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Finding our place in the Body of Christ

(Photo: Unsplash/Madi Robson)

Today, over 68 million people have been forcibly displaced from their homes worldwide, by violence, poverty or persecution. 800 million people are undernourished. 2.1 billion people lack access to safely managed drinking water services. Violence against women and girls is widespread, with the UN estimating that a third of women worldwide have experienced violence. 

As Christians, we are troubled by these statistics; they invoke the compassion that is at the heart of our faith. But they are also overwhelming; we see so much pain in the news every day that we feel burdened by the weight of responsibility. We are compelled to be directly involved in the solution, putting our faith into action.

But sometimes in our zeal, we fail to discern the magnitude and complexity of Christ's Body, and we often overlook or underestimate the role of its other key members.

Who is responsible for responding to the needs of poor rural farmers in Haiti? The Haitian Church or the North American Church? Who is most implicated in bringing about peace and reconciliation in the Democratic Republic of Congo? The Church of England, Australia or the Congolese Church?

These are trick questions. Believers in Africa, the Americas, Eurasia, and Australia, are all part of one Body that is working intricately to bring God’s peace into the world. When a need arises 10,000 miles across the globe, we all, as one body, are responsible for responding to that need. However, it is essential that we understand that we do not all play the same role.  

It is easy to point to the wealth, opportunity and privileges that the West enjoys and say, “We are called to be the solution.” But in doing so, we forget that all believers have been called into action. In Jesus's parable, the Master of the household distributed talents to all of His servants, and to this shrewd master even a fraction of a talent carried a weight of responsibility.

Likewise, all Christians, no matter where they live or what they possess, have valuable parts to play. When we treat materially poor Christians as if they have nothing to offer, we rob them of their reward, we rob "The Master" of His increase, and we rob ourselves of opportunities to benefit from their God-given gifts.

We also prevent the Body of Christ from attaining full maturity. The Apostle Paul told the Ephesians that, “when each part is working properly,” the Body grows so that it builds itself up in love.

In most regions afflicted by conflict, poverty, and hunger, the Church has at least some presence locally. These local churches are the ones that have the permanent assignment of being the light of God in these needy communities. Even the most committed Western missionaries have a temporary tenure when compared to the local church.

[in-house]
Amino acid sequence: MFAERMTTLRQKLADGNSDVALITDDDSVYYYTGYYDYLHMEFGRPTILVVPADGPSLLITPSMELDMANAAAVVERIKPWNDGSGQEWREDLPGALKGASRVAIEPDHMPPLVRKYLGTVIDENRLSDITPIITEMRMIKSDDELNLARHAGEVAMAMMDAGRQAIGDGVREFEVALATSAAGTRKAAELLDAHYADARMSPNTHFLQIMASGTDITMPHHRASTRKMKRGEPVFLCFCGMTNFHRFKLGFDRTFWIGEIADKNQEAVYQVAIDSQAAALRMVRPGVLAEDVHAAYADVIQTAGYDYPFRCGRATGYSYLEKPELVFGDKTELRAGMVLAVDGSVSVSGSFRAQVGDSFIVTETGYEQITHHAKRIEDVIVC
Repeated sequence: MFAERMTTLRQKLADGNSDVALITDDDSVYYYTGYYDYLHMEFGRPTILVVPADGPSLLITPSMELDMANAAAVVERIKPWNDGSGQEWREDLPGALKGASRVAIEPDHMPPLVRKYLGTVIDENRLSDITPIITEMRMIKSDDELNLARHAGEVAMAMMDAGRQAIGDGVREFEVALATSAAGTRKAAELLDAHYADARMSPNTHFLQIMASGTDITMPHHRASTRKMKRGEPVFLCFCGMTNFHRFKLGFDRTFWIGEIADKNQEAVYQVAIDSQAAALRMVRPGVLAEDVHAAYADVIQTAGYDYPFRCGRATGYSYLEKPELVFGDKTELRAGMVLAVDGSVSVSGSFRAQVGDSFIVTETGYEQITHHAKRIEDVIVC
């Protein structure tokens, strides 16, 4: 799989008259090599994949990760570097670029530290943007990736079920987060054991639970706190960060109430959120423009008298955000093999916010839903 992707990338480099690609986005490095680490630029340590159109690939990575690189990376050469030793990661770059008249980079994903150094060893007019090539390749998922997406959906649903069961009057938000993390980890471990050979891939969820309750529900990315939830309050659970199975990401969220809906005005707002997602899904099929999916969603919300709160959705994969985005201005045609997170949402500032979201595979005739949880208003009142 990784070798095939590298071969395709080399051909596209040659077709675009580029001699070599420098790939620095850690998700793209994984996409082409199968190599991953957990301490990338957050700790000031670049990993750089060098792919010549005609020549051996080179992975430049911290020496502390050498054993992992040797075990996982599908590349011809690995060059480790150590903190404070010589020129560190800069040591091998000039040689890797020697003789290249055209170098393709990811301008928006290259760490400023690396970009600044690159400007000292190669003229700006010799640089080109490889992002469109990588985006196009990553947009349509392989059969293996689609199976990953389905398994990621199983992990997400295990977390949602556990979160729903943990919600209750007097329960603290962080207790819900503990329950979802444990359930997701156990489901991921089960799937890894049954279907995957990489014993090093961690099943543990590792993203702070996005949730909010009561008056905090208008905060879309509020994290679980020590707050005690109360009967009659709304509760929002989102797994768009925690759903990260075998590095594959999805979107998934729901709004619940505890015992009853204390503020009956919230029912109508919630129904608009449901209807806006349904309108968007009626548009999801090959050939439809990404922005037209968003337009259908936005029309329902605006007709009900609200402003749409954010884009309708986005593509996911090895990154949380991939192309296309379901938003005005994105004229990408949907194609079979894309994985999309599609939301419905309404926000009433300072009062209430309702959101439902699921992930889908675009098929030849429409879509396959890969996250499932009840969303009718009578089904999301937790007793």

If we want to align our efforts, whether short term or long, with God’s mission in these various places, we need to learn to work with local churches more effectively. We need to learn to invest ourselves into building up their capacity to serve their communities for the long-haul.

World Relief often has opportunities to respond directly to poverty, displacement and other crises with handouts, a deluge of western volunteers and a manual of western solutions. Instead, we prefer to use our resources to empower local churches in the communities where suffering is greatest, because we have seen that these churches are incredibly more effective than we could be, with longer lasting results. We empower, inspire, and equip these churches to embrace the fullness of the calling that God has extended to every believer.

By helping local churches mobilize their members into their local ministry field, and mobilizing the resources that God has entrusted to them, we have found that we are able to reach more people much more effectively and more deeply than if we were to import the solutions along with imported problem-solvers.

When it comes to executing the mission of God in the earth, this is not a lesser call. This is not a lesser function. This is one expression of the Body of Christ working at its best. Believers that live closer to a problem are often better placed to bring tangible, long-term solutions. If suffering in the earth is an itch to be scratched, they are the right "fingers" for the task. However, these fingers are joined to the hand of their local congregation, which at times is extended by the arm of a mission organization, which rests upon the shoulders of the global church, which supports them with resources and prayer. This is one job for One Body with every member in its right place.

Wherever there is trouble, disaster or poverty, whether chronic or sudden, local churches are perfectly placed to be a critical part of the solution. The time has come for many of us to play a more supportive role in our ministries abroad and encourage local churches across the globe to step up and take their rightful place in service to their neighbors in need.

Joseph Bataille is the country director for World Relief Haiti.

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